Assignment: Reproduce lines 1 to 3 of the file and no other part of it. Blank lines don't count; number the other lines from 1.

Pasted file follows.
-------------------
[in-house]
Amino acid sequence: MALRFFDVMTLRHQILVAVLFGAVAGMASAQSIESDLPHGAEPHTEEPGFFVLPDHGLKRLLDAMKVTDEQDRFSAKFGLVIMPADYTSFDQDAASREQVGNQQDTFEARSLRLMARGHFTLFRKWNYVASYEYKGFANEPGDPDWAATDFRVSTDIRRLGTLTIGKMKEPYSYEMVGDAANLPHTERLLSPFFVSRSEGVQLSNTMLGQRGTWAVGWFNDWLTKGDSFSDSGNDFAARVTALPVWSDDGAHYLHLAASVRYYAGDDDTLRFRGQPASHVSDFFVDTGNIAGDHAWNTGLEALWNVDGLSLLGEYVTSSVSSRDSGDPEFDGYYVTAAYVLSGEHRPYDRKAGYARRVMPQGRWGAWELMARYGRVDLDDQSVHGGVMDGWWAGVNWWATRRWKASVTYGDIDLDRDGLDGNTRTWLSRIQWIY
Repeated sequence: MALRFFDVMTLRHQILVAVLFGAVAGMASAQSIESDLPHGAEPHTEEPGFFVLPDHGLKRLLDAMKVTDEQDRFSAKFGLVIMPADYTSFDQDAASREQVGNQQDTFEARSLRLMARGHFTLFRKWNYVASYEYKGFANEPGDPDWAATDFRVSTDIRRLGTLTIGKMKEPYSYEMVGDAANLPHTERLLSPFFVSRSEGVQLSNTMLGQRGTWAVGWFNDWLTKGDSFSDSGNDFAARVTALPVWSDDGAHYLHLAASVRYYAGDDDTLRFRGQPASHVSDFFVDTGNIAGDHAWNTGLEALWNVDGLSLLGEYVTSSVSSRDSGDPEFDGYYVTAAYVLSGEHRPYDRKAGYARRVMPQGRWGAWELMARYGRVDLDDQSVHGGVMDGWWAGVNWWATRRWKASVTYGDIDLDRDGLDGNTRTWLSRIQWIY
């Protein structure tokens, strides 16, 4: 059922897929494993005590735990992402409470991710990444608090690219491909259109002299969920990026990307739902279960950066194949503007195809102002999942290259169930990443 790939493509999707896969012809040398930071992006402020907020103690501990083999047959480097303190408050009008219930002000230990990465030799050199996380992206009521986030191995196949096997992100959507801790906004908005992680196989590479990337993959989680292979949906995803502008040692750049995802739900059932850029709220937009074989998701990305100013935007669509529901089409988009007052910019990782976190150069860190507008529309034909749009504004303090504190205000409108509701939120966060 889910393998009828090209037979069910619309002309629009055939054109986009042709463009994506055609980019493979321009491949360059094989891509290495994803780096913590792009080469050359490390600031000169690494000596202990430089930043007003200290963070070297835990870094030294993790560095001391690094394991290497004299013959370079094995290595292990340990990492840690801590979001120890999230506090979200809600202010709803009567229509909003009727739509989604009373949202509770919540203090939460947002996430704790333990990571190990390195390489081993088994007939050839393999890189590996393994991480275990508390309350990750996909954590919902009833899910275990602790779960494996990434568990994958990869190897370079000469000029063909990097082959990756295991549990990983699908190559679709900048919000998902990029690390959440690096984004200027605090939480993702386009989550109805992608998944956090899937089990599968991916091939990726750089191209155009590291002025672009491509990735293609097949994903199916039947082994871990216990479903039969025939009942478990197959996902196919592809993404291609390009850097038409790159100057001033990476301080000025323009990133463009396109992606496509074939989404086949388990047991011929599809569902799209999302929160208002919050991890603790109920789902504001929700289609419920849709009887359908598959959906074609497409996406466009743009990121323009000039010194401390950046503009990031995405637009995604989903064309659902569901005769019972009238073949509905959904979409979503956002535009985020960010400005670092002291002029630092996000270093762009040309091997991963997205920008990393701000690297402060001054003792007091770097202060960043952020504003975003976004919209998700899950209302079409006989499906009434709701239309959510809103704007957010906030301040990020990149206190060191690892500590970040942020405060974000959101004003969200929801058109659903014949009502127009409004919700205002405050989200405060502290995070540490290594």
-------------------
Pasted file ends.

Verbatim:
[in-house]
Amino acid sequence: MALRFFDVMTLRHQILVAVLFGAVAGMASAQSIESDLPHGAEPHTEEPGFFVLPDHGLKRLLDAMKVTDEQDRFSAKFGLVIMPADYTSFDQDAASREQVGNQQDTFEARSLRLMARGHFTLFRKWNYVASYEYKGFANEPGDPDWAATDFRVSTDIRRLGTLTIGKMKEPYSYEMVGDAANLPHTERLLSPFFVSRSEGVQLSNTMLGQRGTWAVGWFNDWLTKGDSFSDSGNDFAARVTALPVWSDDGAHYLHLAASVRYYAGDDDTLRFRGQPASHVSDFFVDTGNIAGDHAWNTGLEALWNVDGLSLLGEYVTSSVSSRDSGDPEFDGYYVTAAYVLSGEHRPYDRKAGYARRVMPQGRWGAWELMARYGRVDLDDQSVHGGVMDGWWAGVNWWATRRWKASVTYGDIDLDRDGLDGNTRTWLSRIQWIY
Repeated sequence: MALRFFDVMTLRHQILVAVLFGAVAGMASAQSIESDLPHGAEPHTEEPGFFVLPDHGLKRLLDAMKVTDEQDRFSAKFGLVIMPADYTSFDQDAASREQVGNQQDTFEARSLRLMARGHFTLFRKWNYVASYEYKGFANEPGDPDWAATDFRVSTDIRRLGTLTIGKMKEPYSYEMVGDAANLPHTERLLSPFFVSRSEGVQLSNTMLGQRGTWAVGWFNDWLTKGDSFSDSGNDFAARVTALPVWSDDGAHYLHLAASVRYYAGDDDTLRFRGQPASHVSDFFVDTGNIAGDHAWNTGLEALWNVDGLSLLGEYVTSSVSSRDSGDPEFDGYYVTAAYVLSGEHRPYDRKAGYARRVMPQGRWGAWELMARYGRVDLDDQSVHGGVMDGWWAGVNWWATRRWKASVTYGDIDLDRDGLDGNTRTWLSRIQWIY